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How to make sure your Ukraine donations make it to the people who need it

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People packing boxes of aid items to send in support of Ukraine.

As the number of refugees from Ukraine increases, so does aid, and so do aid scams. Above, charity workers and volunteers in New Jersey pack boxes with humanitarian donations to be shipped to Ukraine. Angela Weiss/AFP Getty Images

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More than 2 million refugees have fled Ukraine since Russia launched its invasion less than two weeks ago, the United Nations said Tuesday. Meanwhile, life is becoming increasingly dangerous and difficult for the millions who’ve remained in Ukraine.

As news and images of the war and refugee crisis fill screens all around the world, people outside of Ukraine are looking for ways to help, whether it’s by paying Ukrainians for Airbnb rooms they’re not going to use or sharing fundraisers and requests for supplies on social media.

But the outpouring of aid looks like an opportunity for scam artists. So how do you figure out which groups and fundraisers are legitimate and most likely to get your donations into the right hands?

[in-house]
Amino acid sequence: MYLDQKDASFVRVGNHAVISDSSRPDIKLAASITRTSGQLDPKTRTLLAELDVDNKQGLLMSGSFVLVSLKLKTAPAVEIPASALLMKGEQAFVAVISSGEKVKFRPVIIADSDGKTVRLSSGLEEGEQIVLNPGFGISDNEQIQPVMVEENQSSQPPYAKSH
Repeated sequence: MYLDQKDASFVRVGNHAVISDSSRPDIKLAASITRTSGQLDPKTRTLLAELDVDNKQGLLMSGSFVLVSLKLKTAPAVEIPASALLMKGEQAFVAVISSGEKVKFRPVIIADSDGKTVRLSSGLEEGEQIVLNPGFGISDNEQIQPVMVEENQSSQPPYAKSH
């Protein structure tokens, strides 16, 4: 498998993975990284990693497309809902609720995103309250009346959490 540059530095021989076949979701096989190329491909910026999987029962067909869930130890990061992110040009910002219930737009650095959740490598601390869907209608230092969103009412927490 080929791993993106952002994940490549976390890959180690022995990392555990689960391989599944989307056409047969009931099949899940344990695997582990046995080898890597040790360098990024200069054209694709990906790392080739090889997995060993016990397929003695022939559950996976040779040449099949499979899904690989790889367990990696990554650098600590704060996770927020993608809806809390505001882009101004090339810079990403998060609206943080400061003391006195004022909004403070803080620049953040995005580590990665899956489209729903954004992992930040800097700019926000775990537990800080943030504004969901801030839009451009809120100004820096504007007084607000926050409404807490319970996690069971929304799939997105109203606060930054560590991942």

The easiest way to make sure your money’s going to people who need it is by donating to registered nonprofits, said Kevin Scally at Charity Navigator.

“There’s a lot of accountability there. Look for an organization that has a clear, articulated strategy for how they’re actually responding to the crisis,” Scally said.

Big, established organizations are the easiest to vet through websites that evaluate charities, like Charity Navigator, the Better Business Bureau and Global Giving.

“There will be some legitimate organizations that pop up, but those pop-ups also create the possibilities for pop-ups who are not legitimate,” said Patrick Rooney at Indiana University’s Lilly Family School of Philanthropy.

“If it’s somebody you know, or somebody that you know who knows somebody that you know, that’s one thing, but you get very many degrees removed from that, I would just be very cautious,” Rooney said.

If you see an appeal for donations from a group on social media, don’t just click the link and donate, said Shena Ashley at the Urban Institute.

“Give through their website to just be safe,” she said. And always pay by credit card or check. “The charity should have multiple ways to accept a donation if it’s legitimate. It’s not just cash, gift card or wire transfer. Those are things that should raise your alarm.”

GoFundMe is currently vetting all Ukraine-related fundraisers on its site, according to the company’s president, Juan Benitez.

“So if you see a fundraiser on our platform to benefit Ukraine, you can trust that it’s legitimate,” Benitez said.

So far, Benitez said hundreds of thousands of people have donated more than $20 million in just the last couple of weeks. 

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